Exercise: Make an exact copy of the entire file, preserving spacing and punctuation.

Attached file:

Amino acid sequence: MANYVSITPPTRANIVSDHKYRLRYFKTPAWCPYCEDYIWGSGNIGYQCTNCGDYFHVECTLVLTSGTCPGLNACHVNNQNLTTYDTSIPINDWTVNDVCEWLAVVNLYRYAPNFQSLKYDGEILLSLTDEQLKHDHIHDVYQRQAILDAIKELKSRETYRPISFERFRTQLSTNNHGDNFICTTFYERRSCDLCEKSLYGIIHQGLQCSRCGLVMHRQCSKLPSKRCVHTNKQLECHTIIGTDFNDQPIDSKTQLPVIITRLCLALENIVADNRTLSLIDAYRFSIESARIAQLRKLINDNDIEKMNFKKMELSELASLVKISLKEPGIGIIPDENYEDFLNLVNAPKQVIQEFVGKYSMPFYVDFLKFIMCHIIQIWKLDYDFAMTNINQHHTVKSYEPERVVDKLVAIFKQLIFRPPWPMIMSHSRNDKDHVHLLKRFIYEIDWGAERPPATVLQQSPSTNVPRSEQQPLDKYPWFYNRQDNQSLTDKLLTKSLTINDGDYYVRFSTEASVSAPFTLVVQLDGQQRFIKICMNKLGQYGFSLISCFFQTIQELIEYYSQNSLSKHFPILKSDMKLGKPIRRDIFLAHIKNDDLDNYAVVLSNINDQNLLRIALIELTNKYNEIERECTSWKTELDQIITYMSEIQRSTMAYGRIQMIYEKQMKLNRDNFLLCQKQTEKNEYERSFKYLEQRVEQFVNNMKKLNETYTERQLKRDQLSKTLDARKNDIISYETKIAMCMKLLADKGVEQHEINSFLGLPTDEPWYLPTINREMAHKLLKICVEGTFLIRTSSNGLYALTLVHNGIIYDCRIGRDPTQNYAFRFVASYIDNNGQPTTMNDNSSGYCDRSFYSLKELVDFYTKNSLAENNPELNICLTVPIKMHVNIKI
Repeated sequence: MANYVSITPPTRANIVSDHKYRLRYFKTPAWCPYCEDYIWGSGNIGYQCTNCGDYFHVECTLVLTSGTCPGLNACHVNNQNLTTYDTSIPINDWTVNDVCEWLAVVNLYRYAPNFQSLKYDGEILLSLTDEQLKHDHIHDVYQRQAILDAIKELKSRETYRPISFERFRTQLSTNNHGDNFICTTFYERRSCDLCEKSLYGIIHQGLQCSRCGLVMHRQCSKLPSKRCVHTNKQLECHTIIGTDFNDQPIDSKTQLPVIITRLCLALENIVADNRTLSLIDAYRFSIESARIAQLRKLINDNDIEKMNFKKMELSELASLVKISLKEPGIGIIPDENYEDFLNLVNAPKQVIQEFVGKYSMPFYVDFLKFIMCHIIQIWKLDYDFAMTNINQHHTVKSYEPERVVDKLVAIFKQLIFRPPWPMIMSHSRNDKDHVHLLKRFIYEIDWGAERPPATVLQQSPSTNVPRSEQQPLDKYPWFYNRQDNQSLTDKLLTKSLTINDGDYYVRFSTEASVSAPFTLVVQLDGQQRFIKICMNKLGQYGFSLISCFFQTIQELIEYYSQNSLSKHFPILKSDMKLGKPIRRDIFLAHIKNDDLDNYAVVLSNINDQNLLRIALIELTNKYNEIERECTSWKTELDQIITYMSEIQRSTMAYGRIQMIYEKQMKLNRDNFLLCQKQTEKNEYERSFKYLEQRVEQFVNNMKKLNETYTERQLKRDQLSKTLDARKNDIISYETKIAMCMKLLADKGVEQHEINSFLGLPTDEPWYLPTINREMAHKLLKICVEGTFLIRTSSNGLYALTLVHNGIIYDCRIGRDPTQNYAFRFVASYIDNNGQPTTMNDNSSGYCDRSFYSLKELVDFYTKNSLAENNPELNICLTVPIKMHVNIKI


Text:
Amino acid sequence: MANYVSITPPTRANIVSDHKYRLRYFKTPAWCPYCEDYIWGSGNIGYQCTNCGDYFHVECTLVLTSGTCPGLNACHVNNQNLTTYDTSIPINDWTVNDVCEWLAVVNLYRYAPNFQSLKYDGEILLSLTDEQLKHDHIHDVYQRQAILDAIKELKSRETYRPISFERFRTQLSTNNHGDNFICTTFYERRSCDLCEKSLYGIIHQGLQCSRCGLVMHRQCSKLPSKRCVHTNKQLECHTIIGTDFNDQPIDSKTQLPVIITRLCLALENIVADNRTLSLIDAYRFSIESARIAQLRKLINDNDIEKMNFKKMELSELASLVKISLKEPGIGIIPDENYEDFLNLVNAPKQVIQEFVGKYSMPFYVDFLKFIMCHIIQIWKLDYDFAMTNINQHHTVKSYEPERVVDKLVAIFKQLIFRPPWPMIMSHSRNDKDHVHLLKRFIYEIDWGAERPPATVLQQSPSTNVPRSEQQPLDKYPWFYNRQDNQSLTDKLLTKSLTINDGDYYVRFSTEASVSAPFTLVVQLDGQQRFIKICMNKLGQYGFSLISCFFQTIQELIEYYSQNSLSKHFPILKSDMKLGKPIRRDIFLAHIKNDDLDNYAVVLSNINDQNLLRIALIELTNKYNEIERECTSWKTELDQIITYMSEIQRSTMAYGRIQMIYEKQMKLNRDNFLLCQKQTEKNEYERSFKYLEQRVEQFVNNMKKLNETYTERQLKRDQLSKTLDARKNDIISYETKIAMCMKLLADKGVEQHEINSFLGLPTDEPWYLPTINREMAHKLLKICVEGTFLIRTSSNGLYALTLVHNGIIYDCRIGRDPTQNYAFRFVASYIDNNGQPTTMNDNSSGYCDRSFYSLKELVDFYTKNSLAENNPELNICLTVPIKMHVNIKI
Repeated sequence: MANYVSITPPTRANIVSDHKYRLRYFKTPAWCPYCEDYIWGSGNIGYQCTNCGDYFHVECTLVLTSGTCPGLNACHVNNQNLTTYDTSIPINDWTVNDVCEWLAVVNLYRYAPNFQSLKYDGEILLSLTDEQLKHDHIHDVYQRQAILDAIKELKSRETYRPISFERFRTQLSTNNHGDNFICTTFYERRSCDLCEKSLYGIIHQGLQCSRCGLVMHRQCSKLPSKRCVHTNKQLECHTIIGTDFNDQPIDSKTQLPVIITRLCLALENIVADNRTLSLIDAYRFSIESARIAQLRKLINDNDIEKMNFKKMELSELASLVKISLKEPGIGIIPDENYEDFLNLVNAPKQVIQEFVGKYSMPFYVDFLKFIMCHIIQIWKLDYDFAMTNINQHHTVKSYEPERVVDKLVAIFKQLIFRPPWPMIMSHSRNDKDHVHLLKRFIYEIDWGAERPPATVLQQSPSTNVPRSEQQPLDKYPWFYNRQDNQSLTDKLLTKSLTINDGDYYVRFSTEASVSAPFTLVVQLDGQQRFIKICMNKLGQYGFSLISCFFQTIQELIEYYSQNSLSKHFPILKSDMKLGKPIRRDIFLAHIKNDDLDNYAVVLSNINDQNLLRIALIELTNKYNEIERECTSWKTELDQIITYMSEIQRSTMAYGRIQMIYEKQMKLNRDNFLLCQKQTEKNEYERSFKYLEQRVEQFVNNMKKLNETYTERQLKRDQLSKTLDARKNDIISYETKIAMCMKLLADKGVEQHEINSFLGLPTDEPWYLPTINREMAHKLLKICVEGTFLIRTSSNGLYALTLVHNGIIYDCRIGRDPTQNYAFRFVASYIDNNGQPTTMNDNSSGYCDRSFYSLKELVDFYTKNSLAENNPELNICLTVPIKMHVNIKI